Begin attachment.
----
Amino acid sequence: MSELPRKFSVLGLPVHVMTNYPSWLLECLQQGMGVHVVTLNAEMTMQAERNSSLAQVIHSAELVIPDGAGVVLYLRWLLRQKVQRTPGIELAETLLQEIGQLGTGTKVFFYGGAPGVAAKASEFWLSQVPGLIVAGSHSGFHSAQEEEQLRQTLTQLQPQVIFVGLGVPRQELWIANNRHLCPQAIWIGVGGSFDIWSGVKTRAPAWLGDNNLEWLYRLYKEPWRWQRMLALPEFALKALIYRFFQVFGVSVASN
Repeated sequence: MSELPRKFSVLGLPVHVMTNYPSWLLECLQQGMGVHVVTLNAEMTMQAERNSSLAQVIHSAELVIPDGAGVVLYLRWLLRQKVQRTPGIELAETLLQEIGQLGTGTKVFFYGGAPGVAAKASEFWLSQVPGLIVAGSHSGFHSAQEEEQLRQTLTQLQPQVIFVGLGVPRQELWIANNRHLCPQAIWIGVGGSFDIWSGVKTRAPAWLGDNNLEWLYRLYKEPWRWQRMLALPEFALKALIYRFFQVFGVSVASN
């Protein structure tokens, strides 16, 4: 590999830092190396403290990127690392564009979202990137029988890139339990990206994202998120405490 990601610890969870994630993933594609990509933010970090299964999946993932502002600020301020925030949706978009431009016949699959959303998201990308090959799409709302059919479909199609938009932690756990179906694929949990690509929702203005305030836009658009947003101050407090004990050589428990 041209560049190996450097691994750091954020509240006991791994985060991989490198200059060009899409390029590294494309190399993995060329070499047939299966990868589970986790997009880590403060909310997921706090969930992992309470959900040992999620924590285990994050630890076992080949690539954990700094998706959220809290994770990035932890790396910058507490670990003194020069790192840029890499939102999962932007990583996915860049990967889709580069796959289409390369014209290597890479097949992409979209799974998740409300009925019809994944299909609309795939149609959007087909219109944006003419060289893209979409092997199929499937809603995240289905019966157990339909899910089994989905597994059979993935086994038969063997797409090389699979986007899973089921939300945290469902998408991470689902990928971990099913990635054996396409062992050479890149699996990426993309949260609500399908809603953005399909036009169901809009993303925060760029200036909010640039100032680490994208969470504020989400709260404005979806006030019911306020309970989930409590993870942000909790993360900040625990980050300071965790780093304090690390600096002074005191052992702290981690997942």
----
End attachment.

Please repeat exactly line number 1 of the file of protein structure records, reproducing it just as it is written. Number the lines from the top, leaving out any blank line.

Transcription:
Amino acid sequence: MSELPRKFSVLGLPVHVMTNYPSWLLECLQQGMGVHVVTLNAEMTMQAERNSSLAQVIHSAELVIPDGAGVVLYLRWLLRQKVQRTPGIELAETLLQEIGQLGTGTKVFFYGGAPGVAAKASEFWLSQVPGLIVAGSHSGFHSAQEEEQLRQTLTQLQPQVIFVGLGVPRQELWIANNRHLCPQAIWIGVGGSFDIWSGVKTRAPAWLGDNNLEWLYRLYKEPWRWQRMLALPEFALKALIYRFFQVFGVSVASN